Six weeks ago, Durant sat in the lobby at the Four Seasons in San Francisco during the Western Conference finals, reminiscing about Oklahoma City. He didn’t glance longingly out the adjacent window at the sunbathers in Yerba Buena Gardens. “Our world revolves around championships,” he said. “Who won the championship? Who will win the championship? If you’re not the champion, you’re a loser. If you’re not first, you’re last. Don’t get me wrong, I want to win a championship more than anybody, but if you go through the journey we’ve gone through, you can also appreciate other things.”
He waxed about Oklahoma City’s downtown growth and speculated about his role in it: a new hotel, a new arcade, the bar by his townhouse where he sits around the fire pit nursing a beer. He sounded ready to re-up. But Durant is a 27-year-old megastar in the Ringz era, and even if he disdains the pressure to collect titles, that burden is real. In Oklahoma City, a banner was presumed. In Golden State, it’s assured.
OKC is heartbroken, but the NBA has lost something as well, a contender that held an endearing and important place in the league’s landscape. In 2011, after a 161-day lockout, the NBA and its players agreed on a new Collective Bargaining Agreement that would theoretically buoy small markets and encourage parity. The CBA featured more punitive luxury taxes for organizations exceeding the salary cap, as well as mechanisms for clubs to offer their own free agents richer contracts than other suitors.
The 2010 Heat, most believe, were the impetus for those changes. Five years later, Golden State has assembled a Big Four that makes Miami’s trio look quaint. “A team wins 73 games and then adds the best free agent since LeBron?” one general manager mused. “How is that even a league anymore?” Warriors owner Joe Lacob, who irked rival executives this spring when he claimed the Dubs were “light years” ahead of the competition, has been proven prophetic. Courtside seats in Oakland—and, soon, San Francisco—may require an IPO.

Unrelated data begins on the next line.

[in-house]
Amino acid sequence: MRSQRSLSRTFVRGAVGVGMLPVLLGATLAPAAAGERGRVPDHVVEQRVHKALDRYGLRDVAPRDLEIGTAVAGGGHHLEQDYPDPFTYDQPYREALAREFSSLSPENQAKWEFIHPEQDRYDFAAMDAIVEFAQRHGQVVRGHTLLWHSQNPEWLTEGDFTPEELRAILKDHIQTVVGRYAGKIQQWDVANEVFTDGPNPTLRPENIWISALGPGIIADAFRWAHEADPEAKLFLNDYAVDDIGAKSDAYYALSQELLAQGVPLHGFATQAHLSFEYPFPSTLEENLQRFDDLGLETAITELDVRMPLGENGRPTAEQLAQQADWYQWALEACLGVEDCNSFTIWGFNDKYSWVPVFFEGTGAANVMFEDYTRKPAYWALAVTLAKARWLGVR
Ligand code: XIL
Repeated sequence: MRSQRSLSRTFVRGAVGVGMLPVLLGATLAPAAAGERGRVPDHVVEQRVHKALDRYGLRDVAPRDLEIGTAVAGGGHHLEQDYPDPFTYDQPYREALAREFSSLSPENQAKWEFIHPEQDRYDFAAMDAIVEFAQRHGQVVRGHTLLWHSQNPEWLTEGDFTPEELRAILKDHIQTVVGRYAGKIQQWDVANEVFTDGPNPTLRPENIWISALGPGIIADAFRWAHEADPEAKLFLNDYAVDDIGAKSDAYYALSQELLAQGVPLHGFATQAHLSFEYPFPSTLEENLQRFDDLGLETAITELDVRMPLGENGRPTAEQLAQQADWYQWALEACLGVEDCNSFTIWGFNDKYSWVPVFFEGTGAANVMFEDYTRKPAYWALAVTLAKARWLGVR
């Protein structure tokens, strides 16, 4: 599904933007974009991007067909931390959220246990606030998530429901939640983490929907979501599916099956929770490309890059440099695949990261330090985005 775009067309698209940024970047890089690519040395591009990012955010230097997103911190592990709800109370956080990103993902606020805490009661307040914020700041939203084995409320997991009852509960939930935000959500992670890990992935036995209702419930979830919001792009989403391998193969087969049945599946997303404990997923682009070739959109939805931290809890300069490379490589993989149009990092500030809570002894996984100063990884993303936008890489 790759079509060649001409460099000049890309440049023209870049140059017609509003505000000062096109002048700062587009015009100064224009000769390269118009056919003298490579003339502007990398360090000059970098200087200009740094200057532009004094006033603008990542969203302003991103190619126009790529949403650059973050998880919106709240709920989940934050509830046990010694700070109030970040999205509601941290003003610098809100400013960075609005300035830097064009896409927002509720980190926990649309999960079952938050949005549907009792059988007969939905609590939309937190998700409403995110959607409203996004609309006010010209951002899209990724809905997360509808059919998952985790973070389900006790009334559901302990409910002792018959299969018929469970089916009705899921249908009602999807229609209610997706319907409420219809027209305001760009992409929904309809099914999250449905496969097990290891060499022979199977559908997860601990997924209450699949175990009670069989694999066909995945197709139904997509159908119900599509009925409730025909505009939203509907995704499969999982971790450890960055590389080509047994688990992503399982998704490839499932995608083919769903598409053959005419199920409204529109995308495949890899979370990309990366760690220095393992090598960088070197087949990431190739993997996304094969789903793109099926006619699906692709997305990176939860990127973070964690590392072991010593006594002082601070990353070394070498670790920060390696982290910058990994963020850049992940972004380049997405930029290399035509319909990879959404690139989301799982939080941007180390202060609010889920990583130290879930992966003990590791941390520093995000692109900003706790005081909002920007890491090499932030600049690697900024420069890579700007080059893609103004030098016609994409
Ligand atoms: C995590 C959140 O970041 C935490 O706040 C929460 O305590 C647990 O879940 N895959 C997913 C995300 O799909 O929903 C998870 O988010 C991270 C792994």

The Thunder, meanwhile, are left to stew over a handful of cruel bounces that went against them. If they had just beaten the Warriors in Game 6 of the Western Conference finals, when Durant and Russell Westbrook lost their minds in the fourth quarter … if the Warriors had just beaten the Cavs in Game 7 of the Finals, when Steph Curry and Klay Thompson couldn’t hit a shot in the final minutes … and if the salary cap had not spiked this precise summer, giving Golden State the opportunity to absorb another max slot….
Well, close any one of those sliding doors and Durant is probably at his fire pit right now. Instead, the Thunder must decide how to proceed with Westbrook, a free agent next summer. NBA general managers say it can take nearly a decade to fully recover from the loss of a superstar. Oklahoma City has now bid goodbye to two, with Durant and Harden gone, and Westbrook on the clock. OKC still employs one of the most resourceful GMs in pro sports and Sam Presti won’t let the Thunder fade into oblivion. But Loud City may be hushed for a while.
Then, sometime next season, Durant will return, a jilted populace will rise, and the PA guy will clear his throat: “Welcome back to Oklahoma City…”